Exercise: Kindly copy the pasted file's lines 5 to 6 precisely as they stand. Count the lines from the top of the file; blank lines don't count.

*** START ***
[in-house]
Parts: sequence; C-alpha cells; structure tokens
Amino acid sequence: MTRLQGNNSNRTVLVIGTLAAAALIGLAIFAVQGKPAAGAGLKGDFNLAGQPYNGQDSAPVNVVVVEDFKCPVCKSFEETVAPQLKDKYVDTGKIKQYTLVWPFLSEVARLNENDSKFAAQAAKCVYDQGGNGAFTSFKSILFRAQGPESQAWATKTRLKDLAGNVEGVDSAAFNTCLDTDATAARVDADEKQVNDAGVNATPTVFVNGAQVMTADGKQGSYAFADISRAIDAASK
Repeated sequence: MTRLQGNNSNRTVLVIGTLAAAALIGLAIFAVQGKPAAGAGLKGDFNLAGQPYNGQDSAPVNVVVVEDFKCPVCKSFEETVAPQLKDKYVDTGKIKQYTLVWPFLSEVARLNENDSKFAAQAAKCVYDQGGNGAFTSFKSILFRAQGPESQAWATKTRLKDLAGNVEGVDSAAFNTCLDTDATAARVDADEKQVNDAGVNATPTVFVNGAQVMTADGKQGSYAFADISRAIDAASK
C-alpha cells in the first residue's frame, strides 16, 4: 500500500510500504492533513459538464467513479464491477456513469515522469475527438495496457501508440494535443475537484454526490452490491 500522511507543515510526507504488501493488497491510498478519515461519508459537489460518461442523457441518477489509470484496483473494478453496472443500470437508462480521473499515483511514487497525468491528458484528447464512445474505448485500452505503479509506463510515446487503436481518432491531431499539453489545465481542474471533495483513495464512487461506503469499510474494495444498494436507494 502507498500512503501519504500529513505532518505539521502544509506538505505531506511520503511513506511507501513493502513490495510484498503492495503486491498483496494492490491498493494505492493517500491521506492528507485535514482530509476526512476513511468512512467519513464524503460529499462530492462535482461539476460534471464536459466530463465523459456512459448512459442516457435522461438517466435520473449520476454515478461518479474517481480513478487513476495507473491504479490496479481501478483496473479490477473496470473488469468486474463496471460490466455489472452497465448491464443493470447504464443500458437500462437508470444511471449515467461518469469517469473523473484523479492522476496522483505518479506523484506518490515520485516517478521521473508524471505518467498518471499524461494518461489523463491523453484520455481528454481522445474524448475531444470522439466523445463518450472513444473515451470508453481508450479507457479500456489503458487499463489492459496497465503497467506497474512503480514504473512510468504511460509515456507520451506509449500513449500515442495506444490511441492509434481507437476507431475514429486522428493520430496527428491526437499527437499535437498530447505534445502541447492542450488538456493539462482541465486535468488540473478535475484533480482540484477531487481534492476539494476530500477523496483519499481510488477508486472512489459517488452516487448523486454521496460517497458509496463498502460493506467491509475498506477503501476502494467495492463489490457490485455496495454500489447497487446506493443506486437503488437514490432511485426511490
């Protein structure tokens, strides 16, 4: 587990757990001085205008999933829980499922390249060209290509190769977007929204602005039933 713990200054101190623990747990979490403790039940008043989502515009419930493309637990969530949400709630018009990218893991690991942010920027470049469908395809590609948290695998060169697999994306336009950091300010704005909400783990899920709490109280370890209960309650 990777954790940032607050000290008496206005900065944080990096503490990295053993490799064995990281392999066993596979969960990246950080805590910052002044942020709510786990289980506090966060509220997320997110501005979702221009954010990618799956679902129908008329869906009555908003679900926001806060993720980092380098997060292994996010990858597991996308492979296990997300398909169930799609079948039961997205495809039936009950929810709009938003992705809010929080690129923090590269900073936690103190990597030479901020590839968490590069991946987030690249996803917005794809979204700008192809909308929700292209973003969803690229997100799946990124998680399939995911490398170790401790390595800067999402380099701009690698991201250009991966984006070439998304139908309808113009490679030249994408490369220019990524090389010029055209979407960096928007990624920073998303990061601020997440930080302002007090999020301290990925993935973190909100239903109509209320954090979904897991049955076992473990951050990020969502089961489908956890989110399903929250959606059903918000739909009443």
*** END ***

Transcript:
C-alpha cells in the first residue's frame, strides 16, 4: 500500500510500504492533513459538464467513479464491477456513469515522469475527438495496457501508440494535443475537484454526490452490491 500522511507543515510526507504488501493488497491510498478519515461519508459537489460518461442523457441518477489509470484496483473494478453496472443500470437508462480521473499515483511514487497525468491528458484528447464512445474505448485500452505503479509506463510515446487503436481518432491531431499539453489545465481542474471533495483513495464512487461506503469499510474494495444498494436507494 502507498500512503501519504500529513505532518505539521502544509506538505505531506511520503511513506511507501513493502513490495510484498503492495503486491498483496494492490491498493494505492493517500491521506492528507485535514482530509476526512476513511468512512467519513464524503460529499462530492462535482461539476460534471464536459466530463465523459456512459448512459442516457435522461438517466435520473449520476454515478461518479474517481480513478487513476495507473491504479490496479481501478483496473479490477473496470473488469468486474463496471460490466455489472452497465448491464443493470447504464443500458437500462437508470444511471449515467461518469469517469473523473484523479492522476496522483505518479506523484506518490515520485516517478521521473508524471505518467498518471499524461494518461489523463491523453484520455481528454481522445474524448475531444470522439466523445463518450472513444473515451470508453481508450479507457479500456489503458487499463489492459496497465503497467506497474512503480514504473512510468504511460509515456507520451506509449500513449500515442495506444490511441492509434481507437476507431475514429486522428493520430496527428491526437499527437499535437498530447505534445502541447492542450488538456493539462482541465486535468488540473478535475484533480482540484477531487481534492476539494476530500477523496483519499481510488477508486472512489459517488452516487448523486454521496460517497458509496463498502460493506467491509475498506477503501476502494467495492463489490457490485455496495454500489447497487446506493443506486437503488437514490432511485426511490
């Protein structure tokens, strides 16, 4: 587990757990001085205008999933829980499922390249060209290509190769977007929204602005039933 713990200054101190623990747990979490403790039940008043989502515009419930493309637990969530949400709630018009990218893991690991942010920027470049469908395809590609948290695998060169697999994306336009950091300010704005909400783990899920709490109280370890209960309650 990777954790940032607050000290008496206005900065944080990096503490990295053993490799064995990281392999066993596979969960990246950080805590910052002044942020709510786990289980506090966060509220997320997110501005979702221009954010990618799956679902129908008329869906009555908003679900926001806060993720980092380098997060292994996010990858597991996308492979296990997300398909169930799609079948039961997205495809039936009950929810709009938003992705809010929080690129923090590269900073936690103190990597030479901020590839968490590069991946987030690249996803917005794809979204700008192809909308929700292209973003969803690229997100799946990124998680399939995911490398170790401790390595800067999402380099701009690698991201250009991966984006070439998304139908309808113009490679030249994408490369220019990524090389010029055209979407960096928007990624920073998303990061601020997440930080302002007090999020301290990925993935973190909100239903109509209320954090979904897991049955076992473990951050990020969502089961489908956890989110399903929250959606059903918000739909009443």